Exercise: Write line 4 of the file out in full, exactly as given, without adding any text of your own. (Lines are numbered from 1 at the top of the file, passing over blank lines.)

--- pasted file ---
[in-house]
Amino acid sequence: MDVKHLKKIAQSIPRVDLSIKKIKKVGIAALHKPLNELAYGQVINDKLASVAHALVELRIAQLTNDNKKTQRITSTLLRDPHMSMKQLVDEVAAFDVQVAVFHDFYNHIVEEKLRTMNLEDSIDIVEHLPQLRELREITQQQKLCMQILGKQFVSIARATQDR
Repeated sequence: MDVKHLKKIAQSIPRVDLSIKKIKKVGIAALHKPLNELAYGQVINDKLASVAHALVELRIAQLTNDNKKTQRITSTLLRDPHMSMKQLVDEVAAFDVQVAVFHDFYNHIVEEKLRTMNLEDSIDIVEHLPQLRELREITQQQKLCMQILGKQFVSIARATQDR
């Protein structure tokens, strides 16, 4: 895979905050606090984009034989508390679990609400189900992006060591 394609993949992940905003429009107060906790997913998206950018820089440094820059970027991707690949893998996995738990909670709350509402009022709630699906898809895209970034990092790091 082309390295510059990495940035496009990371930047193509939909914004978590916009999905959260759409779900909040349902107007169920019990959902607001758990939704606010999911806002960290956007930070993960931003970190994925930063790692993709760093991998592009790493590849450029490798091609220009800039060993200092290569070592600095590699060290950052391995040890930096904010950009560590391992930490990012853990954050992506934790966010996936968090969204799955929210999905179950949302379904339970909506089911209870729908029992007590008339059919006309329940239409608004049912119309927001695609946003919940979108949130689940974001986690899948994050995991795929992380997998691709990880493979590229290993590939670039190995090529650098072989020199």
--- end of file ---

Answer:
């Protein structure tokens, strides 16, 4: 895979905050606090984009034989508390679990609400189900992006060591 394609993949992940905003429009107060906790997913998206950018820089440094820059970027991707690949893998996995738990909670709350509402009022709630699906898809895209970034990092790091 082309390295510059990495940035496009990371930047193509939909914004978590916009999905959260759409779900909040349902107007169920019990959902607001758990939704606010999911806002960290956007930070993960931003970190994925930063790692993709760093991998592009790493590849450029490798091609220009800039060993200092290569070592600095590699060290950052391995040890930096904010950009560590391992930490990012853990954050992506934790966010996936968090969204799955929210999905179950949302379904339970909506089911209870729908029992007590008339059919006309329940239409608004049912119309927001695609946003919940979108949130689940974001986690899948994050995991795929992380997998691709990880493979590229290993590939670039190995090529650098072989020199």